It is also noticed that the High Court did not correctly appreciate the facts. First and foremost it proceeded on the basis as if there was only one gunshot. In fact the evidence on record clearly shows that there were two gunshots and only one of them was a fatal one.

The evidence of PWs 2 and 5 have been lightly brushed aside with presumptuous conclusion that they could not probably have come from their houses and since there was only one gunshot. On that score alone the High Court's conclusions suffer from vulnerability. The High Court also proceeded as if the change in timing indicated in the FIR was subsequently done. There is no material to support this conclusion. Here again, High Court acted without any material to support its conclusions.

The Investigating officer (PW-6) was also not even asked as to when the change was made. On the contrary, reading of PW-1's evidence shows that it was done before the report was handed over to the police.

The High Court also came to erroneous conclusion that there was variance between the evidence of PWs 3 and 4. It clearly overlooked the explanation offered by PW-3 as to why he had mentioned about blackening.

He has stated that examination at the first instance was done in inadequate light with the help of lantern. Therefore, he accepted that there was a possibility of mistake in what he recorded about the blackening. When one compares his evidence with that of PW-4 the position is clear. PW-4 has not really noticed any blackening or tattooing. Without considering the evidence of PW-3 in its proper perspective the High Court should not have abruptly concluded that there was a difference in the evidence of PWs 3 and 4 and accused is to get the benefit therefor. In fact a combined reading of the evidence of PWs 3 and 4 shows that PW-4's version was more authentic and acceptable.

Much emphasis has been laid about the nature of injury. The hypothetical answers given by the doctors cannot corrode credibility of eyewitnesses. Significantly, no question was put to PWs 3 and 4 as to the position from where the accused could have made the gunshot.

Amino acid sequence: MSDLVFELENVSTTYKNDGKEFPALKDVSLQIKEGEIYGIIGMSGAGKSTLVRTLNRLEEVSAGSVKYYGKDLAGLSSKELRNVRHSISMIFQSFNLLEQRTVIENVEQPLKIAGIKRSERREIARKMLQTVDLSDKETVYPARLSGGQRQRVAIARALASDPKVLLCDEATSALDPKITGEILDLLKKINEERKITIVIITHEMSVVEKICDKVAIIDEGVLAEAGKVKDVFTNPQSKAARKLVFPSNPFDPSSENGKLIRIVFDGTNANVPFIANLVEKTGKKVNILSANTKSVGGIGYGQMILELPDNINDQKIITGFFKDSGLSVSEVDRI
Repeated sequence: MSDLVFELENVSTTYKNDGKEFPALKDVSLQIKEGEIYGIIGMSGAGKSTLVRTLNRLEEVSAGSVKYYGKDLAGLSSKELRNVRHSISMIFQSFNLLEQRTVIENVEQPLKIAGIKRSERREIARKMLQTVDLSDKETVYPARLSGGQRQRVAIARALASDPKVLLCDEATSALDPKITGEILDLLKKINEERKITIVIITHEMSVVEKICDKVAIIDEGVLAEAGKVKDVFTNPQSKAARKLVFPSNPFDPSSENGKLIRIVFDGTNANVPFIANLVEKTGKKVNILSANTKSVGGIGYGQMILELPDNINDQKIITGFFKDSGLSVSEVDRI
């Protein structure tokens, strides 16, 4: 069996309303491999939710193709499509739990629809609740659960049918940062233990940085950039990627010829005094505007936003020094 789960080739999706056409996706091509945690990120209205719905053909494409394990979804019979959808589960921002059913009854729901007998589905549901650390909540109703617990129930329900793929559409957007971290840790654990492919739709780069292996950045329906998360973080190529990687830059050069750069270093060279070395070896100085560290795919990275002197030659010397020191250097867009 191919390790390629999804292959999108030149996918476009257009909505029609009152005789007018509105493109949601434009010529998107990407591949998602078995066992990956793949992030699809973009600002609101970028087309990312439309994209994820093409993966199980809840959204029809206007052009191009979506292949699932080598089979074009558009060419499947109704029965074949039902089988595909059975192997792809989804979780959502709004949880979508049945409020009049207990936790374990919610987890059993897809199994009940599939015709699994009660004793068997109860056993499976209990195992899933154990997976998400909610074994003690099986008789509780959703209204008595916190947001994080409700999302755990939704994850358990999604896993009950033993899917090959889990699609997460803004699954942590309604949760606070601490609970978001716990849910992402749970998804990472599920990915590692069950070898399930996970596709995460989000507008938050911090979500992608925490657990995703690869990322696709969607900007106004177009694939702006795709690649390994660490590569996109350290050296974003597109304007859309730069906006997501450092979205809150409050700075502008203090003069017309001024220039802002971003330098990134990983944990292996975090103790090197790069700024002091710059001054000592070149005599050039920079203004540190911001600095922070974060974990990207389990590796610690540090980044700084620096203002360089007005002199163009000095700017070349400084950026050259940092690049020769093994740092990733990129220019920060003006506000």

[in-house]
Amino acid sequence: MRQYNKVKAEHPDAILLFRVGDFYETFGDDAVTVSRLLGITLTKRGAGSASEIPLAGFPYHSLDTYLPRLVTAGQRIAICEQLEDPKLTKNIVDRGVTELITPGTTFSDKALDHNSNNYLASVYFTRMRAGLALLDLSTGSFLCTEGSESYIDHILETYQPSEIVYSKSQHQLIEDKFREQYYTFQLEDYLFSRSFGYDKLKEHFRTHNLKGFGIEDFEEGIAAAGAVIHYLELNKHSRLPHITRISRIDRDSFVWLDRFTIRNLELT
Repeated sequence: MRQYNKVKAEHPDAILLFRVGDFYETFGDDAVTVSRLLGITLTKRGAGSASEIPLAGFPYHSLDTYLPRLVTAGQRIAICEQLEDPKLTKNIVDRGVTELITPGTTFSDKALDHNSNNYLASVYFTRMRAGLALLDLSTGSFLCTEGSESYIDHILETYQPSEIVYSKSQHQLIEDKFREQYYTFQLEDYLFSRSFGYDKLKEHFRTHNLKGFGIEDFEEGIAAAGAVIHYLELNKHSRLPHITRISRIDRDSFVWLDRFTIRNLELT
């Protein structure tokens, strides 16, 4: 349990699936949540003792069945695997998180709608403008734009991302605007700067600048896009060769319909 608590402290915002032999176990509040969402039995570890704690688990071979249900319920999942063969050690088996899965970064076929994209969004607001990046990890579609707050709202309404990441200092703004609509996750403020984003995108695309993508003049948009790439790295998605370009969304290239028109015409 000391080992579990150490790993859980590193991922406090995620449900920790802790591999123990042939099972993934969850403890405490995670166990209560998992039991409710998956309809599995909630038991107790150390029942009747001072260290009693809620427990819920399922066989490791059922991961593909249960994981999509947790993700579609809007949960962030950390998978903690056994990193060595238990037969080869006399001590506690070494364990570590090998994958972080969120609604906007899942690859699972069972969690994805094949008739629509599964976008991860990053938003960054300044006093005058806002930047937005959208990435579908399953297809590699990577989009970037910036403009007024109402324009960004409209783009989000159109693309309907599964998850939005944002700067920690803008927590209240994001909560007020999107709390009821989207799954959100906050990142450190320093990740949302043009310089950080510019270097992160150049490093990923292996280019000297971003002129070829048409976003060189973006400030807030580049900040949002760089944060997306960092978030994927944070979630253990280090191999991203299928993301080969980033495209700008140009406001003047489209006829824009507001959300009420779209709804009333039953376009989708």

It is trite that where the eyewitnesses' account is found credible and trustworthy, medical opinion pointing to alternative possibilities is not accepted as conclusive. Witnesses, as Bantham said, are the eyes and ears of justice. Hence the importance and primacy of the quality of the trial process. Eyewitnesses' account would require a careful independent assessment and evaluation for their credibility which should not be adversely prejudged making any other evidence, including medical evidence, as the sole touchstone for the test of such credibility. The evidence must be tested for its inherent consistency and the inherent probability of the story; consistency with the account of other witnesses held to be credit-worthy; consistency with the undisputed facts the 'credit' of the witnesses; their performance in the witness- box; their power of observation etc. Then the probative value of such evidence becomes eligible to be put into the scales for a cumulative evaluation.

A person has, no doubt, a profound right not to be convicted of an offence which is not established by the evidential standard of proof beyond reasonable doubt. Though this standard is a higher standard, there is, however, no absolute standard. What degree of probability amounts to 'proof' is an exercise particular to each case. Referring to of probability amounts to 'proof' is an exercise the inter-dependence of evidence and the confirmation of one piece of evidence by another a learned author says: (See "The Mathematics of Proof II": Glanville Williams: Criminal Law Review, 1979, by Sweet and Maxwell, p.340(342).

"The simple multiplication rule does not apply if the separate pieces of evidence are dependent.